GEO Comments on EPA Rulemaking
Group asks EPA to Recognize Geothermal Heat Pumps in Proposed Rulemaking
SPRINGFIELD, Ill. — The Geothermal Exchange Organization (GEO) submitted comments to the U.S. Environmental Protection Agency (EPA) urging renewable thermal energy and geothermal heat pumps (GHPs) be recognized in its proposed rulemaking under Section 111(d) of the U.S. Clean Air Act to cut carbon pollution from existing power plants. The proposed rule allows flexibility in meeting the agency’s desired emissions reductions across the nation, including renewable energy and energy efficiency.
In building its case for GHPs, GEO emphasized the impact the technology’s efficiency can have on the EPA’s expected mandates and benefits of more widespread use by reducing fossil-fuel consumption, leveling utility loads, and cutting carbon emissions from existing power plants across the U.S.
“The encouragement of GHP technology is one of the few policy initiatives that can simultaneously and cost-effectively help states and the EPA advance the concepts in Building Block 3 (with respect to renewables) and Building Block 4 (with respect to energy efficiency and reduction in demand),” said Doug Dougherty, CEO and president, GEO. “GEO asks that another logical step be taken by the EPA and state clean air regulators: Specifically recognize within the 111(d) final rulemaking the role that renewable thermal energy can play in avoiding production of megawatts generated by existing power plants, thus offsetting their carbon and other polluting emissions. GHPs should be specified among the most efficient renewable thermal energy technologies for accomplishing that goal.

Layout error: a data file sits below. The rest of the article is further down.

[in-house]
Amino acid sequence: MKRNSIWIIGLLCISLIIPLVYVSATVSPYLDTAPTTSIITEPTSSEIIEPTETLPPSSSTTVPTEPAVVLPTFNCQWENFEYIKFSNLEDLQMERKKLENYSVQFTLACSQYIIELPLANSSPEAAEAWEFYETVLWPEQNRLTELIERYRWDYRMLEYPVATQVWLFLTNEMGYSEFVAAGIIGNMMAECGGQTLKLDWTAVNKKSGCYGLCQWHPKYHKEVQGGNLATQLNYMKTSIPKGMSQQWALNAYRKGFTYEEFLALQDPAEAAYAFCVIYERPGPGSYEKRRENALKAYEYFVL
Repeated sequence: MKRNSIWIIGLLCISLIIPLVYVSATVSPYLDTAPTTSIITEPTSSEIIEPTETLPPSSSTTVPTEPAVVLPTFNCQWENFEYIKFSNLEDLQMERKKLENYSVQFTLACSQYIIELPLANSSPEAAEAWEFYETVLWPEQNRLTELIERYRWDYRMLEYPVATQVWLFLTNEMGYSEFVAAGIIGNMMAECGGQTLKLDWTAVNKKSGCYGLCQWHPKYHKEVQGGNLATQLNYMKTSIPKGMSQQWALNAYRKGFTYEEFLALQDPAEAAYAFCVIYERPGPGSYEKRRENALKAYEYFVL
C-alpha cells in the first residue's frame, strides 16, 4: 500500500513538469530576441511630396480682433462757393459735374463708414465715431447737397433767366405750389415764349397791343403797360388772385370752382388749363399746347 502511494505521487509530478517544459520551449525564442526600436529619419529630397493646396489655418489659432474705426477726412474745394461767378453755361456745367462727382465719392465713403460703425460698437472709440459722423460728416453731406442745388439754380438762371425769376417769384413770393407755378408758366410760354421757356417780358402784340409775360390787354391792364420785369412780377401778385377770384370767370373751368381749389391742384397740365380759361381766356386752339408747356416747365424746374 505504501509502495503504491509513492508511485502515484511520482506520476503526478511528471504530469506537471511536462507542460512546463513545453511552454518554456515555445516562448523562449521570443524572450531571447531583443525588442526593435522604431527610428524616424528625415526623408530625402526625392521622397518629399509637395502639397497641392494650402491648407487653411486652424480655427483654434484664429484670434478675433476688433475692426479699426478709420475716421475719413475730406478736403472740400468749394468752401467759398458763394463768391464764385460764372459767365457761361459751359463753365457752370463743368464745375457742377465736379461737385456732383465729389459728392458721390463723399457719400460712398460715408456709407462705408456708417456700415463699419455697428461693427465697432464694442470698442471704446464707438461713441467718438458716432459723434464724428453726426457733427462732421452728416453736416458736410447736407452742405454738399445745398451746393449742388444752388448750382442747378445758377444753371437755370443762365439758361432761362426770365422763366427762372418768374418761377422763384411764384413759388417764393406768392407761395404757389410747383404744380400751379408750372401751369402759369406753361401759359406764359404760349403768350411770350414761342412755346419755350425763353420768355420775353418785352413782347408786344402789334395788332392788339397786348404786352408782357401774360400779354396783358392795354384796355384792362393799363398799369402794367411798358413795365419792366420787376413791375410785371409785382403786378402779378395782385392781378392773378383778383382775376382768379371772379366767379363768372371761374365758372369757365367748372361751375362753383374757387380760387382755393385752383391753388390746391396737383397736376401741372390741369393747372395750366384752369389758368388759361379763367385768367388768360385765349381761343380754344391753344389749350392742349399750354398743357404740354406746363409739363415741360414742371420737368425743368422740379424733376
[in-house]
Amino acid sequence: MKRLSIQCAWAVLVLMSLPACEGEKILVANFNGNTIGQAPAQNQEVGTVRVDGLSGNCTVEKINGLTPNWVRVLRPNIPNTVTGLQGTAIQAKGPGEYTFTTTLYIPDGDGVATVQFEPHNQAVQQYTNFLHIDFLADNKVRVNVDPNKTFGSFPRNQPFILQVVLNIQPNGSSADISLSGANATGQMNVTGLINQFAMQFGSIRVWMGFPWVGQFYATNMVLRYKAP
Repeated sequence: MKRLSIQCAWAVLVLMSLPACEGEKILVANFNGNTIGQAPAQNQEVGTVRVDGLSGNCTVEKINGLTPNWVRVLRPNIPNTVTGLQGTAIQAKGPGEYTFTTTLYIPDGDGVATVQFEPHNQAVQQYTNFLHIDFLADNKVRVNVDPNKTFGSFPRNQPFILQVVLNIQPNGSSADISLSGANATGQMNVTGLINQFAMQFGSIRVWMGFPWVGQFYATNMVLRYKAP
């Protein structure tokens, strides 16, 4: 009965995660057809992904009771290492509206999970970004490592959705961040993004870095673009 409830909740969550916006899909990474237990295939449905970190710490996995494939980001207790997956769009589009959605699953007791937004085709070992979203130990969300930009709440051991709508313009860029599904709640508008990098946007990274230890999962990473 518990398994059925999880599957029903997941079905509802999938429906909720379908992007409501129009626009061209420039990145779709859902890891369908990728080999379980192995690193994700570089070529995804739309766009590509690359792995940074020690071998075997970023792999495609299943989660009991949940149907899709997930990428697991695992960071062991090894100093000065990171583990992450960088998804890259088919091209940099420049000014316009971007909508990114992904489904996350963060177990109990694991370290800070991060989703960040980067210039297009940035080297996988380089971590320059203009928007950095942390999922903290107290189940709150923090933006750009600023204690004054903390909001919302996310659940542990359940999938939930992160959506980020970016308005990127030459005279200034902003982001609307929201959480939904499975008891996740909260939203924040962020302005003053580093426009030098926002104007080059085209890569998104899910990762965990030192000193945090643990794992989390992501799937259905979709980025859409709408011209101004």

“Given the high proportion of energy and electricity used by buildings in the U.S., GHPs offer a unique and efficient renewable energy technology for heating and cooling that provides both renewable energy and efficiency offsets that can help EPA and the states attain their carbon emission reduction targets,” he continued.
“It’s of paramount importance for energy-efficiency offsets to be implemented under the EPA’s carbon reduction rulemaking,” Dougherty said. “Those energy-efficiency considerations should specifically include the benefits of renewable thermal energy technologies as a way to avoid power generation and therefore cut carbon emissions. A primary component of such plans must include GHPs.
“GEO asks that EPA’s final 111(d) rulemaking specifically include renewable thermal energy technologies, including GHPs, as a utility compliance option for the states. GHPs can be flexibly incorporated into utility, state, and multi-state carbon emission-reduction programs as appropriate tools to reduce consumer energy costs and cut greenhouse gas emissions.”
A complete copy of GEO’s comments urging the EPA to consider thermal energy and GHPs as a renewable energy and efficiency offset under its proposed Section 111(d) rulemaking are available online at www.geoexchange.org.
Publication date: 12/15/2014